> Sgt. Smith found it. It remained locked even after a local
> towing company impounded it. A warrant was secured and the
> car was inspected by law enforcement authorities. The
> vehicle was released to it_s rightful owner
> Fred Murray. Both Fred and Billy went through the car that
> week. Eventually the car was turned it over to law
> enforcement officials when the case Turned from a missing
> persons to an
> The Woodsville Fire Department was
> holding its monthly officers meeting on 2/9/04 which started at 7
> PM that
> evening. For Grafton County, it is standard procedure to tone a
> fire department to the scene of a motor-vehicle accident to
> check for leakage.
> Fire personnel involved state they
> received a BOLO that reached some 63 agencies on the way to
> the scene by Grafton County Dispatch ordered by Sgt Smith
> for a female, 5 feet 7 inches who had left the scene of the
> accident they were responding to.
> Other Eyewitnesses
> There are statements confirming that
> New Hampshire State Police did stop one resident walking
> from the Stagecoach Store in the area of Bungar
> Road along
> with returning rescue personnel who had been cleared from
> the scene. It was This same local resident also reported to
> local authorities that she had seen a red truck, with what
> she believed to be Massachusetts licensed
> plates, go by her when she was walking and had slow down
> enough to make
> her uneasy. She then saw the same red truck sitting in the
> parking lot at the Stagecoach Store. When she reached the
> store lot, the red truck left.
> Another Bradley Hill resident
> returning from a school board meeting stated they were
> stopped prior to Weathered Barn by responding personnel
> still on scene who informed them there was a missing driver
> and asked to search their property which borders Route 112
> and Bradley Hill when they arrived home.
> Most residents can produce numerous
> business cards from law enforcement officials to private
> investigators, and the media who over the past three years
> all have revisited all residents asking questions, looking
> for leads with no avail as another year passes with all
> asking the two same questions _Where is Maura_ and _What
> happened to Maura Murray on February 9, 2004 regardless of
> the theory the same two questions still remain. Anyone with
> any information is encouraged to contact New Hampshire State
> Police Major Crimes Unit at (603) 271-2663 or (800) 852-3411
> or the website listed above.
****** This is a published article by Whitewash / Kelly White 2008 *********
Journal Opinion – 2/13/08 – by Kelly White
Though four years have now passed, the location and date of Maura Murray’s disappearance are still etched in the memory of North Country residents: Route 112 in Haverhill on Feb. 9, 2004.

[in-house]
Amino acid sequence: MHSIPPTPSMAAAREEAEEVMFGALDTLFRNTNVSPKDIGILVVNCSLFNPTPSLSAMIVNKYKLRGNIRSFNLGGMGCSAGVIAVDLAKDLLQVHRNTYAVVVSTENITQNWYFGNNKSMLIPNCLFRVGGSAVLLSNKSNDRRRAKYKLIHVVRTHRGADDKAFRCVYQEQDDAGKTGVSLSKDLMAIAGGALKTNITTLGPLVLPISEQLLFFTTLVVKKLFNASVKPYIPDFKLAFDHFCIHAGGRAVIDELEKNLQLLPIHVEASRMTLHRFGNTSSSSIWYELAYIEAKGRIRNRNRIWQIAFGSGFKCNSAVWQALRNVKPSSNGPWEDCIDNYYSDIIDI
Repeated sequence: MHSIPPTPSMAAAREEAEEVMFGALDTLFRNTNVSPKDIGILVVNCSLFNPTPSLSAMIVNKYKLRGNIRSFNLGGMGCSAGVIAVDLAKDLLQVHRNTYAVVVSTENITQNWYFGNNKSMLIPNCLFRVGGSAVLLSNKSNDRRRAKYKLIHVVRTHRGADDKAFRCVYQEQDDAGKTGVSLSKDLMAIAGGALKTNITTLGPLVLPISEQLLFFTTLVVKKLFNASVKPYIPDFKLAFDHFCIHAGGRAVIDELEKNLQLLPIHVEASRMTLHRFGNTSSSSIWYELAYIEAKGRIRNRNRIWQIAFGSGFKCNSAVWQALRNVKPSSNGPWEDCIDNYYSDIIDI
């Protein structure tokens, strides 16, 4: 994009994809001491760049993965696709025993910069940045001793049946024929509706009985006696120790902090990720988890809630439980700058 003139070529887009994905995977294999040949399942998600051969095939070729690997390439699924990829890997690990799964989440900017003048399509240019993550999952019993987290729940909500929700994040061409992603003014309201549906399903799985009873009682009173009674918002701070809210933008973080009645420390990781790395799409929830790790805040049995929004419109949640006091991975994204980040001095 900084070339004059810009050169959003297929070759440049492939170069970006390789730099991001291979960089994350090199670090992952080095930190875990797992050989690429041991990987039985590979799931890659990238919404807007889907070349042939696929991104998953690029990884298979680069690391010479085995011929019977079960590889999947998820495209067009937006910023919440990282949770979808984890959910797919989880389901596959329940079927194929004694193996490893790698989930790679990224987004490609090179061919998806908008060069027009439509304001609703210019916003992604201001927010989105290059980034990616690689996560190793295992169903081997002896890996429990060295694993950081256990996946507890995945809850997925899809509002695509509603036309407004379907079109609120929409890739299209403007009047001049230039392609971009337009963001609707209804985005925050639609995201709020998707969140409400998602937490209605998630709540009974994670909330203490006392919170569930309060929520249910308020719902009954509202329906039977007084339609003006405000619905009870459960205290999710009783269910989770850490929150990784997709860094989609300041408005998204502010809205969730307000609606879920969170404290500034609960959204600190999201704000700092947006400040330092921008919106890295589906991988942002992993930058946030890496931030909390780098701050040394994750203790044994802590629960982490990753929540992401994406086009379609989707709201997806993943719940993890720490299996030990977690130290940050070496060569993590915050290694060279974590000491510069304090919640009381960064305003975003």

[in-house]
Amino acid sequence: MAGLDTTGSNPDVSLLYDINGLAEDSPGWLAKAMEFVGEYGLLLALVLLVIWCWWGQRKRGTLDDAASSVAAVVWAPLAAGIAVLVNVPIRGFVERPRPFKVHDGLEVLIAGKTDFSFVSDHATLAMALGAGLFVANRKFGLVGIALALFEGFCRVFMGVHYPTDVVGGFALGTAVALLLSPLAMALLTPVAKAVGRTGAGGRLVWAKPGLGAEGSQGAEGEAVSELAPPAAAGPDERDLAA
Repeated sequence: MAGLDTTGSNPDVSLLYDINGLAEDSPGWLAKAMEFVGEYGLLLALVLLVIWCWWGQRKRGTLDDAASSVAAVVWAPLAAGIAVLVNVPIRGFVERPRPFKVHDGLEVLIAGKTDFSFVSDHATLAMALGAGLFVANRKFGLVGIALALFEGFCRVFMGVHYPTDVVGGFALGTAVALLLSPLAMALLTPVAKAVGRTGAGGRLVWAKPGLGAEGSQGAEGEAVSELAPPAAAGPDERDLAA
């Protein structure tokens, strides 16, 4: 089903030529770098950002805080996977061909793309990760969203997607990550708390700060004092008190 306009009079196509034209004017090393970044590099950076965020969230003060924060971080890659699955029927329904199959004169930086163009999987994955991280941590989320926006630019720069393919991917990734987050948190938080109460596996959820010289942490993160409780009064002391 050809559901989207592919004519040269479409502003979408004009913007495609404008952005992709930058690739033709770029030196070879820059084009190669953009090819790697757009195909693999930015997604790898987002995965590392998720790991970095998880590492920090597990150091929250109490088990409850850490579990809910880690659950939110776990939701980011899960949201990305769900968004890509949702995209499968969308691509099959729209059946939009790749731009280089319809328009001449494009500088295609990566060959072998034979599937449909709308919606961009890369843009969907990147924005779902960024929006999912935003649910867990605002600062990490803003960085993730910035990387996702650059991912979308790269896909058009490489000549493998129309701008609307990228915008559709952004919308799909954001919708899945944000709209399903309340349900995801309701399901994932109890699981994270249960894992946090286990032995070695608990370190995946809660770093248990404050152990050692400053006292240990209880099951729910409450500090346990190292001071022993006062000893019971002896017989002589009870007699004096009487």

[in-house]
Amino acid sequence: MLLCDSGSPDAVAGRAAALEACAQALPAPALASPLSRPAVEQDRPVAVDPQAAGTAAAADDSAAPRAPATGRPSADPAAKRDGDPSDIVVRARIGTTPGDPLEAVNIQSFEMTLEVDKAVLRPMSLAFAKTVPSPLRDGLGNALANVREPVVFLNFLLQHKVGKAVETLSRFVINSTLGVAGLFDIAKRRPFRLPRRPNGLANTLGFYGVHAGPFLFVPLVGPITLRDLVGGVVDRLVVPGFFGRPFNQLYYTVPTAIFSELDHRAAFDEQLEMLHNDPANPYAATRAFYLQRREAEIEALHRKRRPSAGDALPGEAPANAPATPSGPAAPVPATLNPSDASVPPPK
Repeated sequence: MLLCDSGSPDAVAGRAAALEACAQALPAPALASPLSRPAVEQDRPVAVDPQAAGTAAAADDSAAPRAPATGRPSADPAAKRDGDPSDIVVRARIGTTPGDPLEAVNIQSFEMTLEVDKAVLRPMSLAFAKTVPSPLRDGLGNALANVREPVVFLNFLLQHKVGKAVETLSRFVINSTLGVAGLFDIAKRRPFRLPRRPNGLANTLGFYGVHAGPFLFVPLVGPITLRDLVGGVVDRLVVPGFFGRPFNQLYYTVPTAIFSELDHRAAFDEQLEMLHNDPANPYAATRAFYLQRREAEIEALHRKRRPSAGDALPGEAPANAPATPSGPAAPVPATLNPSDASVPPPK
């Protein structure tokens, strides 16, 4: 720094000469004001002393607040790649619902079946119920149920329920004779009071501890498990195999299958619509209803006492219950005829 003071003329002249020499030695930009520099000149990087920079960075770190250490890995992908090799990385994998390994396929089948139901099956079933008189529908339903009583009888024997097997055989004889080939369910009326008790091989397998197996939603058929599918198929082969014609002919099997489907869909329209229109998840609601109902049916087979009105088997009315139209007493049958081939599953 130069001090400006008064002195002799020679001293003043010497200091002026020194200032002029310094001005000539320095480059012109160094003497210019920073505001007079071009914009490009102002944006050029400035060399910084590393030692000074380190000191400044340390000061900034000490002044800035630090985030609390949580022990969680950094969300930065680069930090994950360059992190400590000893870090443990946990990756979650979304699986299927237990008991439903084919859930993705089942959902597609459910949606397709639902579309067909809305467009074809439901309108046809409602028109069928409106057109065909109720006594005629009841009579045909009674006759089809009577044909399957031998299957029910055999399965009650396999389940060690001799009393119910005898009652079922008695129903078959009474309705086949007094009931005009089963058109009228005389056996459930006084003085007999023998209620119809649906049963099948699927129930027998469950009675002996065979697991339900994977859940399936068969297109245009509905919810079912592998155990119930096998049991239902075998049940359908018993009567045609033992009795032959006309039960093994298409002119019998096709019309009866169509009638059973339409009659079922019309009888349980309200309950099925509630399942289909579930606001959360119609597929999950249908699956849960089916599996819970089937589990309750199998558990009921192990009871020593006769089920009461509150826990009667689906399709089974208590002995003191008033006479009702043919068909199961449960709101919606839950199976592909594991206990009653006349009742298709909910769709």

It is a mystery what happened to Murray after the 21-year-old woman crashed her car and disappeared. And four years of searches, investigations and speculation have seen leads turn to dead ends and a family and small New Hampshire town get caught in the middle of a tragic mystery. After four years of speculation about the Maura Murray case, the law enforcement agencies involved want to speak out about the investigation and assure the public that procedures and policies that are used for any investigation were followed in the Maura Murray case.
Haverhill Police Chief Jeff Williams always strives to get the focus back to what is the most important question in this case, “Where is Maura Murray?”
In an interview, Williams took the opportunity to remind the public of the facts from the original case. For Williams, it is important to note that the Haverhill Police Department as well as all the law enforcement involved, handled the investigation according to regular procedure and protocol from day one. And he says that the investigation has been handled properly since Haverhill Police Department responded to the initial calls about a car accident in Swiftwater.
Williams said that Haverhill Police Department did all they could the night of the accident. Standard procedures were followed and photographs and documentation were made of everything that they found that night. The only thing he said he wished was different that night was that they could have made contact with the Murray family the night of the accident.
Lt. John Scarinza of the New Hampshire State Police added that the combined law enforcement agencies have put in thousands of man hours on this case with no cost spared to find Maura Murray and he added that all agencies have worked well together and within standard policies and procedures expected of them.
As part of an interview with Williams, the Haverhill Police Department provided the following timeline of the early stages of the investigation into the car accident:
On Feb. 9 at 7:29p.m., a 911 call was placed by residents on Wild Ammonoosuc Road about a motor vehicle accident. At 7:46 p.m., Grafton County Dispatch received a call that Sgt. Cecil Smith arrived at the scene. Smith found the vehicle locked and without a driver. He had dispatch run the license plate for the black 1996 Saturn 4-door. He was informed that the car was owned by Fred Murray of Weymouth, MA.
During the first stages of the investigation into the accident, photographs were taken of tire tracks in the snow leading into a stand of trees on the side of the road and showed that the vehicle struck the trees with enough impact to deploy both airbags. Williams noted that taking photographic evidence and documentation at the scene of an accident are standard operating procedure.
Smith later began to question neighbors about the accident. After questioning a school bus driver who stopped to inquire if Maura needed assistance, Smith learned that a woman in her 20’s had been seen at the vehicle. According to a statement given the police, the witness stated the woman’s speech was slurred and she had to hold on to something while she stood. “She begged me not to call police,” according to the witness’ statement.